If you just started your adventure with databases you may not pay too much attention do data types. Often reading in the data from a flat file will be so troublesome that you just define column types to be VARCHAR(100) just to have everything read in. Maybe after having the data read you convert some of them to proper numerical types, but do you ever ask yourself why?
Mostly because of performance. Let’s look at three somehow related reasons.
1) Disk space. That is probably the first thing you thought about. If you have a column indicating customers gender with values 1, 0, NULL, then setting it to BIGINT might be a bit of an overkill. In most databases (e.g. Postgres, MS SQL, MySQL) BIGINT takes 8 bytes, but the column could be stored as BIT, which literally takes 1 bit of space. Assuming you have 1 MLN rows in the table, it saves you 63MLN bits, which is 7.5MB. Maybe not that much, but it may go fast especially when you have a table with 40 columns, and millions or billions of rows.
2) I/O & memory footprint. Low number of I/O operations is probably the most common bottleneck in querying large tables. Data in relational databases are aggregated into rows, and those into pages (table > page > row > column). A page is a transfer unit, which usually if of 4-64 KB in size. When you query a table for a specific column the database reads in a page containing the row with column of your interest and selects the value. If the column widths are not optimal, the database will not be able to read the data as fast as it could if they were, e.g. it has to read 8 bytes instead of 1 bit for gender flag.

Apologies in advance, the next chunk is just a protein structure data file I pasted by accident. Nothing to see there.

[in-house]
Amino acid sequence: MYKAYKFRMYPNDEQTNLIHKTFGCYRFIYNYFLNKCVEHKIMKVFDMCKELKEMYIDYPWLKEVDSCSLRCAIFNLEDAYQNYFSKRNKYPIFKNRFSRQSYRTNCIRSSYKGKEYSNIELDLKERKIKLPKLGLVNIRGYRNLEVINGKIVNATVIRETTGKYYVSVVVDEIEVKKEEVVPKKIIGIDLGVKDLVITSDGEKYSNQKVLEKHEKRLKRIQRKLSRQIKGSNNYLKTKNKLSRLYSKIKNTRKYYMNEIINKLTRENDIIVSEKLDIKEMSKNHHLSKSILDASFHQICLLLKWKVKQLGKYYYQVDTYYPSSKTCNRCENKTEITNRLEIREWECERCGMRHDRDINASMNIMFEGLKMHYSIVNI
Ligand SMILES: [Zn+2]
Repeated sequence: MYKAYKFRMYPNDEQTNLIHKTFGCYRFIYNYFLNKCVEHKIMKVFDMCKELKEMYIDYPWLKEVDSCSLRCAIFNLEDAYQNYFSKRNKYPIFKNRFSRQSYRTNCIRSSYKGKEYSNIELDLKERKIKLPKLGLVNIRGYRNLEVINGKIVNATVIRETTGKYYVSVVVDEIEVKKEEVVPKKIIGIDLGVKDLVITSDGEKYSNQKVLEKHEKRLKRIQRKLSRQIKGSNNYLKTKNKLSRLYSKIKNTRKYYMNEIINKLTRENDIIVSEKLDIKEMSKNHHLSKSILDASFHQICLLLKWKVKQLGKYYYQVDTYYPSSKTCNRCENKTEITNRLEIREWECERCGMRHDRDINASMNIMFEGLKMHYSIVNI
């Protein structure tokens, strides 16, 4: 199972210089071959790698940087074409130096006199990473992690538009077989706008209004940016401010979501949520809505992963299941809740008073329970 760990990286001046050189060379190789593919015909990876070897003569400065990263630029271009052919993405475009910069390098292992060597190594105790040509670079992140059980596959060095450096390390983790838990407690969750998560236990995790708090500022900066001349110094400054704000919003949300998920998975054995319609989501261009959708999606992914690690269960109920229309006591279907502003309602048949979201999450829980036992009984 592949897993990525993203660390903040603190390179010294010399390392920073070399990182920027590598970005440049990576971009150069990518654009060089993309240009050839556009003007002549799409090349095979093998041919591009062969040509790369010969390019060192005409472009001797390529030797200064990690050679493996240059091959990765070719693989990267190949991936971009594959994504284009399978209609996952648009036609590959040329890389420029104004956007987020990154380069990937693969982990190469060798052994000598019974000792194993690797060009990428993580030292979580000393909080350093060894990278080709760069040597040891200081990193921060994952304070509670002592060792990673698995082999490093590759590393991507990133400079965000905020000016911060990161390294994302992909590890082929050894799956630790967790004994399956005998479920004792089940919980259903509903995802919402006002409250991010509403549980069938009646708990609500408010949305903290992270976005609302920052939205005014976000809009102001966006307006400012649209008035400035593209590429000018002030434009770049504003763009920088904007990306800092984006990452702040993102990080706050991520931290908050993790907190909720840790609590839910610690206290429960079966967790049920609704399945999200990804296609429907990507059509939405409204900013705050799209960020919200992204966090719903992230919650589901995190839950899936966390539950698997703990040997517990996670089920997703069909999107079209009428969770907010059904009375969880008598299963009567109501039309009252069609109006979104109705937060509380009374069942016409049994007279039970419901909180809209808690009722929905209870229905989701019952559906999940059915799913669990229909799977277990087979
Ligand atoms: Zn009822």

I made a small assumption here that the whole row fits into a page, but it does not have to be the case. The best example are fields of type TEXT or BLOB, which are stored off the table, with the table just having a pointer to the location of the actual storage. A very good description of what pages are and what they are used for can be found in SQLite documentation devoted to file format. Another explanation of pages can be found on TechNet.Microsoft.com.
3) Narrow Index. If you plan to index on a column that is too wide, it will of course make index wider. But index is there to make things work faster, isn’t it? That is why, especially clustered index, should be as narrow as possible – it implies that not only it should have as few columns as possible, but also they should be as small as possible. Unless, there can be a bit wider but really meaningful clustered index. In case you have many non-clustered indexes, the clustered index should be narrow because the query that use non-clustered index will then use clustered index to fetch the data. Having narrower columns will make the I/O better, look point 2.